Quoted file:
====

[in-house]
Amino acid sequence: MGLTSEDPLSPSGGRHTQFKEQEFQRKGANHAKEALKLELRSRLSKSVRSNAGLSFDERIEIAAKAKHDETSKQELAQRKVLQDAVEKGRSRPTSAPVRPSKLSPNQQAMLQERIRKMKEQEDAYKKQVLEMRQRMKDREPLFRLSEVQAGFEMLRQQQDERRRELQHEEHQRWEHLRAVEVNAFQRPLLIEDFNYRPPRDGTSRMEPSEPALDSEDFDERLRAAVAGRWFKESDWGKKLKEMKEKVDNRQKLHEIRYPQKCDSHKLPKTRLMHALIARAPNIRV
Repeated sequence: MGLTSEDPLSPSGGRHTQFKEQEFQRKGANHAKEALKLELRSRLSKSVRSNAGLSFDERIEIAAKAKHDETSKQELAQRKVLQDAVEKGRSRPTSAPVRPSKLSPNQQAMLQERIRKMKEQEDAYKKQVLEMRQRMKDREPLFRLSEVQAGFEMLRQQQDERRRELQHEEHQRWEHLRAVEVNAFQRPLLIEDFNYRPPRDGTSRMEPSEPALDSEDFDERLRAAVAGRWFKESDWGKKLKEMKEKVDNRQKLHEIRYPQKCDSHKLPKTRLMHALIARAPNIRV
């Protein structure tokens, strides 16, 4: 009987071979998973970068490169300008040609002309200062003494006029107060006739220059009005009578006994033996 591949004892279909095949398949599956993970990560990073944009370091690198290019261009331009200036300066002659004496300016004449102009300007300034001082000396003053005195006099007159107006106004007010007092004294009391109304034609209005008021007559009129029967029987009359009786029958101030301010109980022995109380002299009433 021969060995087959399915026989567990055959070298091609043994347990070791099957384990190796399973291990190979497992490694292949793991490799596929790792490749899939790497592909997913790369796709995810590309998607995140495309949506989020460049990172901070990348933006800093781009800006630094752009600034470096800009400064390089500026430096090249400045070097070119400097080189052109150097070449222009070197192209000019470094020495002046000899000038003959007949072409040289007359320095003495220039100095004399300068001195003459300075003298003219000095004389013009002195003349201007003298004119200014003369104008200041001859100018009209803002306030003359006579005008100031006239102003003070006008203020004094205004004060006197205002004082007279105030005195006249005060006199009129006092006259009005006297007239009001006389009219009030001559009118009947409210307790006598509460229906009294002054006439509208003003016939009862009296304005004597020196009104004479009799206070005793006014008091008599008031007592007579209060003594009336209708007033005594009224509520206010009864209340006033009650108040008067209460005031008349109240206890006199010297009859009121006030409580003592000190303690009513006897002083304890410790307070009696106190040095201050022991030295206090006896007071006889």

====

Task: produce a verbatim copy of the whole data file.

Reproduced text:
[in-house]
Amino acid sequence: MGLTSEDPLSPSGGRHTQFKEQEFQRKGANHAKEALKLELRSRLSKSVRSNAGLSFDERIEIAAKAKHDETSKQELAQRKVLQDAVEKGRSRPTSAPVRPSKLSPNQQAMLQERIRKMKEQEDAYKKQVLEMRQRMKDREPLFRLSEVQAGFEMLRQQQDERRRELQHEEHQRWEHLRAVEVNAFQRPLLIEDFNYRPPRDGTSRMEPSEPALDSEDFDERLRAAVAGRWFKESDWGKKLKEMKEKVDNRQKLHEIRYPQKCDSHKLPKTRLMHALIARAPNIRV
Repeated sequence: MGLTSEDPLSPSGGRHTQFKEQEFQRKGANHAKEALKLELRSRLSKSVRSNAGLSFDERIEIAAKAKHDETSKQELAQRKVLQDAVEKGRSRPTSAPVRPSKLSPNQQAMLQERIRKMKEQEDAYKKQVLEMRQRMKDREPLFRLSEVQAGFEMLRQQQDERRRELQHEEHQRWEHLRAVEVNAFQRPLLIEDFNYRPPRDGTSRMEPSEPALDSEDFDERLRAAVAGRWFKESDWGKKLKEMKEKVDNRQKLHEIRYPQKCDSHKLPKTRLMHALIARAPNIRV
């Protein structure tokens, strides 16, 4: 009987071979998973970068490169300008040609002309200062003494006029107060006739220059009005009578006994033996 591949004892279909095949398949599956993970990560990073944009370091690198290019261009331009200036300066002659004496300016004449102009300007300034001082000396003053005195006099007159107006106004007010007092004294009391109304034609209005008021007559009129029967029987009359009786029958101030301010109980022995109380002299009433 021969060995087959399915026989567990055959070298091609043994347990070791099957384990190796399973291990190979497992490694292949793991490799596929790792490749899939790497592909997913790369796709995810590309998607995140495309949506989020460049990172901070990348933006800093781009800006630094752009600034470096800009400064390089500026430096090249400045070097070119400097080189052109150097070449222009070197192209000019470094020495002046000899000038003959007949072409040289007359320095003495220039100095004399300068001195003459300075003298003219000095004389013009002195003349201007003298004119200014003369104008200041001859100018009209803002306030003359006579005008100031006239102003003070006008203020004094205004004060006197205002004082007279105030005195006249005060006199009129006092006259009005006297007239009001006389009219009030001559009118009947409210307790006598509460229906009294002054006439509208003003016939009862009296304005004597020196009104004479009799206070005793006014008091008599008031007592007579209060003594009336209708007033005594009224509520206010009864209340006033009650108040008067209460005031008349109240206890006199010297009859009121006030409580003592000190303690009513006897002083304890410790307070009696106190040095201050022991030295206090006896007071006889």